Last week, I opened my morning newsletter from ROI-NJ to the following headline: “Ranking reveals best state to work from home: New Jersey.”
The news came via WalletHub, a consumer credit company that uses surveys and rankings to raise brand awareness. In a previous life at NJ.com — before we launched our strategic communications and digital media consultancy — the merits of WalletHub and similar were debated often.
No doubt smart people do this work, but it doesn’t always meet the standards of many data experts.
So what do we make of this latest work from home data?
In a word, duh.
A spin through the WalletHub methodology reveals why the rankings tilt toward wealthy states in the northeast. There’s access to high-speed internet, a large share of the population already is working from home and a large population is available to work from home. States even got points for their many backyard swimming pools.
Data for the win!!
Why New Jersey is different
Let’s look at a few things the data did not include.
- It’s expensive to commute if you live in New Jersey.
- It takes a ridiculously long time to commute if you live in New Jersey, 31-plus minutes on average pre-Covid.
- And then there’s NJTransit. Our regional transit network — once among the best in the country — is a laughingstock, despite recent improvements. The service crumbles under pressure, the equipment has been beaten to hell and not even the most helpful driver or ticket taker can make that better. (PS: NJTransit would have been a bigger factor in the 2021 governor’s race were it not for Covid.)
The list of reasons New Jerseyans are better suited to work from home goes on and on. Does that mean we’re currently living the new normal? Hardly.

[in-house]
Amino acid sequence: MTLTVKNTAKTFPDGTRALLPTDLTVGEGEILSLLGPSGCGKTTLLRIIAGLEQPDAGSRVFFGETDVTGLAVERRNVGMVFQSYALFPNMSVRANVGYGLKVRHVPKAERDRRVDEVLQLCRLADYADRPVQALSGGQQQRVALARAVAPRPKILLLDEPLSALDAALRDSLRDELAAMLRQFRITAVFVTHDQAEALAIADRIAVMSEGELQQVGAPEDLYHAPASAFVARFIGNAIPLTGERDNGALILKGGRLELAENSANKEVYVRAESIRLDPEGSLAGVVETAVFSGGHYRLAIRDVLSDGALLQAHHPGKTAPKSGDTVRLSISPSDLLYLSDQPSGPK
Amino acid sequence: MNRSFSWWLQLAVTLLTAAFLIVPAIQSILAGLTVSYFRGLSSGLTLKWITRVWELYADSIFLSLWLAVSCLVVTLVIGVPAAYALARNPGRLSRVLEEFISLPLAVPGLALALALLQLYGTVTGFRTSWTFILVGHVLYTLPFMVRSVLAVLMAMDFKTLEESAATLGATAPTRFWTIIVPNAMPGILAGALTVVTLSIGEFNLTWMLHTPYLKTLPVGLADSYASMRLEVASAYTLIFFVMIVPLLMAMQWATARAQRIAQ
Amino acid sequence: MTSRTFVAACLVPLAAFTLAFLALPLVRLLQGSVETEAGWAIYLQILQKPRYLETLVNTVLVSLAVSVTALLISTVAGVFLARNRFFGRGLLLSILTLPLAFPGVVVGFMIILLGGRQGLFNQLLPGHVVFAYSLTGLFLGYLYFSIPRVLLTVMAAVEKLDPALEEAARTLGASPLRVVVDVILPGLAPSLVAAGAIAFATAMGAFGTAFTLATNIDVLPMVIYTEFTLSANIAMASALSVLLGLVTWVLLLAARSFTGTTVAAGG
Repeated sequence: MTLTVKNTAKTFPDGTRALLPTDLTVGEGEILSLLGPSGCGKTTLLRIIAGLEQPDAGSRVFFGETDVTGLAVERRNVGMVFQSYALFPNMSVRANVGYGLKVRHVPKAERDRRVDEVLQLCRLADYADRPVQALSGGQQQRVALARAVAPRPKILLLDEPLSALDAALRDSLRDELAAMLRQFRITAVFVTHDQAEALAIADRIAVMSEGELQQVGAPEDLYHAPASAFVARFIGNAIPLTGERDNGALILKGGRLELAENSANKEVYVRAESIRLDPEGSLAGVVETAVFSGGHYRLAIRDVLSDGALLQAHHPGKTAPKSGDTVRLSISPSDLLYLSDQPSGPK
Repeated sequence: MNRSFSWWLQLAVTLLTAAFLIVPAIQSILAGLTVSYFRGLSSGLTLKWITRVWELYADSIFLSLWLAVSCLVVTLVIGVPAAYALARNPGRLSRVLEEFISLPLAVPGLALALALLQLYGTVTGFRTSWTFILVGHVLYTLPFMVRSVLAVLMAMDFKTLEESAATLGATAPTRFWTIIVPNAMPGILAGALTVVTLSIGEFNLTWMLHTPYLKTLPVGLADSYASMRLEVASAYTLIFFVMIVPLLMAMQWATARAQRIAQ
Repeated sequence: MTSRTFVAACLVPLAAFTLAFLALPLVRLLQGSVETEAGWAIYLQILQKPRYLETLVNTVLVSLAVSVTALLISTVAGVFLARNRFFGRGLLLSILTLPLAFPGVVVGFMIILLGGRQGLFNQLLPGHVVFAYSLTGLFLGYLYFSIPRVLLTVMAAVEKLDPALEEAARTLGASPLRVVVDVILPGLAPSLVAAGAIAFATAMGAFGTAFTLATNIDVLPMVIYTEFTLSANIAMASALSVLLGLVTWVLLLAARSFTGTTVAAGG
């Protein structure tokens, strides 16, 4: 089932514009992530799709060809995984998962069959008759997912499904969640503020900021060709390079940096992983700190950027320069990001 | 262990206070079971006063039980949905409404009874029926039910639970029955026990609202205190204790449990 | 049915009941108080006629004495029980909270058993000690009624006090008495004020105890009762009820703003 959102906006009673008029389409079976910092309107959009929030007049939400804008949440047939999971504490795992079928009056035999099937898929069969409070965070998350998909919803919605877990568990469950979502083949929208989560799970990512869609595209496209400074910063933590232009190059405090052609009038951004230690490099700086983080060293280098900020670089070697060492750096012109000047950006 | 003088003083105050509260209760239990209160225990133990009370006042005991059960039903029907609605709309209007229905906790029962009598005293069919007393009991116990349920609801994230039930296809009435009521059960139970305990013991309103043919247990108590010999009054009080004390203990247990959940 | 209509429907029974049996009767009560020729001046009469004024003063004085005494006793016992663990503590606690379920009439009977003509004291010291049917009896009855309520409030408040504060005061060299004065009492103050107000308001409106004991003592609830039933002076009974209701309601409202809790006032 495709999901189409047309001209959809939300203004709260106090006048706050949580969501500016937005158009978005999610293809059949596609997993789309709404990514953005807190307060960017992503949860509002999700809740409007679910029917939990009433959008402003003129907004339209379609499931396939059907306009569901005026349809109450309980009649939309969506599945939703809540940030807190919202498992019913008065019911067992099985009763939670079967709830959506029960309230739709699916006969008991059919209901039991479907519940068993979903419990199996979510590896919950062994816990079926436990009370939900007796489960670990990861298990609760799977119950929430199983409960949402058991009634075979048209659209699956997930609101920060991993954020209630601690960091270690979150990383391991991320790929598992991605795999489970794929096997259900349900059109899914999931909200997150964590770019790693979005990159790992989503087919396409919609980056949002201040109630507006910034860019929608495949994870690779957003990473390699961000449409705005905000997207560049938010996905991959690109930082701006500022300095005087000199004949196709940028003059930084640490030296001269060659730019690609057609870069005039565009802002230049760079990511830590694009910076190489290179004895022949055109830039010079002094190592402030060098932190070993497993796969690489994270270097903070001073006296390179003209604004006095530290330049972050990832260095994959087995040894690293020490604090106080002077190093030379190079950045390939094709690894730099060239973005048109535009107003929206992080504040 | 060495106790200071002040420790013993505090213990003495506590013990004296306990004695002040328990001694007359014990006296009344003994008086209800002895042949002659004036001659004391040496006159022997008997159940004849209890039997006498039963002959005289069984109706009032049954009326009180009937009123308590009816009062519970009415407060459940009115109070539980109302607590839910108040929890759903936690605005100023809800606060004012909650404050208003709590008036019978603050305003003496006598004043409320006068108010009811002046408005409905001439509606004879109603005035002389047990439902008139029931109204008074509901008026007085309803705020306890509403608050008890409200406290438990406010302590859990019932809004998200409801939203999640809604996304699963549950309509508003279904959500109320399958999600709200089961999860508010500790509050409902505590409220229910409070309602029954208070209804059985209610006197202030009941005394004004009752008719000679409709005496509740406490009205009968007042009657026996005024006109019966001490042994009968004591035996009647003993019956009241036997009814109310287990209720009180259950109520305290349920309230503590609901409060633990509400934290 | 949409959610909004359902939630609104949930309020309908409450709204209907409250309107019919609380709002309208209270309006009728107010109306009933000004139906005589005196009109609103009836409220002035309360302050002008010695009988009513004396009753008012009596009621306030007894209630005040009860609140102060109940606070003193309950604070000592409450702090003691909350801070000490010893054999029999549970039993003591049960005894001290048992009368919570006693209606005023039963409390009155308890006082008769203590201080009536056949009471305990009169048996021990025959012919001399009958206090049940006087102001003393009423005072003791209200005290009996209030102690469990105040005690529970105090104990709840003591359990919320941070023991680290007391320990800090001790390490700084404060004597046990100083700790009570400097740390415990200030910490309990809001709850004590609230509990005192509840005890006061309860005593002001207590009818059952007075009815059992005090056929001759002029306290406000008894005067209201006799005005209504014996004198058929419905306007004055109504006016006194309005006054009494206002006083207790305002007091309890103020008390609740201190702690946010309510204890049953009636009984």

There is a growing divide between workers and managers. Just read the headlines. Workers — even those who want to be in the office 2-3 times a week — still believe they are living in a world that has changed. They still want a clearly defined career path, a diverse workforce, respect from all sides and a job that allows flexibility and focuses on health and well-being. But managers, according to a Forbes survey, believe the world is about to rewind, and workers will back in the office full time before the end of the year.
I say no way — at least not in New Jersey.
The reasons? Time and money.
What not to take away
Nationally, the cost of commuting already has topped $5,000 a year for some workers. It can stretch higher for a lot of people in New Jersey — much higher. And that’s before we add in the time spent commuting. In New Jersey, it’s estimated, we spend the equivalent of four weeks of work time every year commuting.
And then there’s the thing that not enough people are talking about when doing the math on bringing everyone back to the office: That’s the problem with taking something away from workers they’ve had for the past two years.
I think it’s simple. Everyone who two years ago traded the 7:09 train into New York Penn to work in an extra bedroom or at the kitchen table have either banked that savings or found new ways to spend it. I’m looking at you, DoorDash and $4 gas! Many also have proven they’re more capable and more efficient doing the work remotely. And that’s before we get into the value of truly flexible work time.
Do we think families stretching every dollar will be OK with one or two breadwinners giving all that back? Do we think younger workers who only know remote or remote/in-person hybrid will fork over $5,000 in out-of-pocket, post-tax dollars, the equivalent of $7,000 in salary?
I know there are other factors to consider, but I’d be tapping the brakes before writing that “It’s time to return to the office” memo. Those nice raises that put out fires last year were important. But you have a lot of employees who now count their savings of time and money as a permanent benefit.
And we know what happens when we take things away from employees. Been there, done that.
(Note: Kevin Whitmer is president of Whitmer Consulting, a strategic communications and digital media firm he launched this year with his wife, Regina.)